(Re) Looking at your company

I discovered this post by Sramana Mitra. It is about taking a critical look at the problematic child of a VC’s investment portfolio. I however see it another way - I see it as the information, a founder must always have at his/her fingertips. I feel this way after being inspired by another piece by Bob Parsons (founder, GoDaddy).

The whole point? It can be boiled down to :

Everything that is watched improves

Parsons takesa a leaf out of the life of John D Rockefeller - who was famed for his minute knowledge of all things oil. He was probably the only person in Standard Oi, who knew exactly how much it costs to extract, refine and bring to market, a barrel of oil. This, in the days before Excel. Similarly, out of Sramana’s points, I feel a few are the ones that should be worked upon.

  • Which Market? How big is the Market? Why?
  • What Value does the Customer see? What Price can you charge based on Perceived Value?

Both of the above points are related to pricing. There is a problem with these points as compared to the others. For example, resolving conflicts in Sales Channels, How to define Lead Sourcing/Generation/Qualification, etc. are solved problems. The issue with pricing is, only the founders should be qualified enough to fix a price - they know what their technology is and they know who to sell. Pricing is a problem, that if attempted to be solved by sales guys or code monkeys will result in a F***edCompany. The other thing that I feel is a tough problem to solve is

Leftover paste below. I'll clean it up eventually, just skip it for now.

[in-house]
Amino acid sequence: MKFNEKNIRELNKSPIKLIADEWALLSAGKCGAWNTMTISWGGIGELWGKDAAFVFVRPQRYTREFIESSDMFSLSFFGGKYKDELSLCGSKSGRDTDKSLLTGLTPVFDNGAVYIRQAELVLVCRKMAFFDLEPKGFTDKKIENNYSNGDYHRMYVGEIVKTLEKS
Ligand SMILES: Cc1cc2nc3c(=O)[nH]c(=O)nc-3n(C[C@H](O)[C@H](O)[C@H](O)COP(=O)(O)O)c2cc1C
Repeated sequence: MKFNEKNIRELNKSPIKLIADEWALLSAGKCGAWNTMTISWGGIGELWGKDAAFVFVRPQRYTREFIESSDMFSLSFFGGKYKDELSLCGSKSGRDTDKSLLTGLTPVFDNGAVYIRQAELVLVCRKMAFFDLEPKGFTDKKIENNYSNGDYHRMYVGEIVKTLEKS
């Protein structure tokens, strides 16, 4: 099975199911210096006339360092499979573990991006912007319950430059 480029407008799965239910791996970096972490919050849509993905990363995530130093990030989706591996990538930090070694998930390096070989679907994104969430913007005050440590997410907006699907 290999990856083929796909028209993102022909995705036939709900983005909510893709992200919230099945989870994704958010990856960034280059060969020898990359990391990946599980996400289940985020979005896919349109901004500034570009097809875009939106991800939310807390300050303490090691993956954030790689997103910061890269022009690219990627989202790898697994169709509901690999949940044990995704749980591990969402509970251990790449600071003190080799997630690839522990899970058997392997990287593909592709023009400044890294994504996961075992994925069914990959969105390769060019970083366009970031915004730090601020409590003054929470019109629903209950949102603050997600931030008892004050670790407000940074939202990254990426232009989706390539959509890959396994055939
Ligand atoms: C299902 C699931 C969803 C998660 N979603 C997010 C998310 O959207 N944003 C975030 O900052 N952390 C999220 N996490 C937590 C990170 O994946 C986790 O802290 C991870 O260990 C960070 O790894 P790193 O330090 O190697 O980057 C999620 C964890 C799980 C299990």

• What are the key additional hires / timeframe?

No matter how good you are, you cant do everything. However, it is an extremely tough problem to acquire new brains. Especially in a startup, where you may have to pay a lot more than they are actually worth.

  • measure and watch everything of significance

Another point by Parsons. Sounds paranoid, but as a founder helps you give clear warning signals. For example, in a software company, a very plausible scenario is where a core module is being delayed causing all other modules to be delayed. However, as a founder you would trust your lieutenants to get the job done. What if it is’nt? What if the lieutenant bit off more than he/she bargained for? As a founder, I think I should know about it much much before it is beyond salvage. How about a metric to measure the lines of code committed everyday in each branch, in each module. Will this help me to flag warnings? I dont know, but I think it will. Tags: business startup personal


(Re) Looking at your company


October 08, 2005

Find me on Twitter @sandeepssrin

Did i make any mistake? Please consider sending a pull request.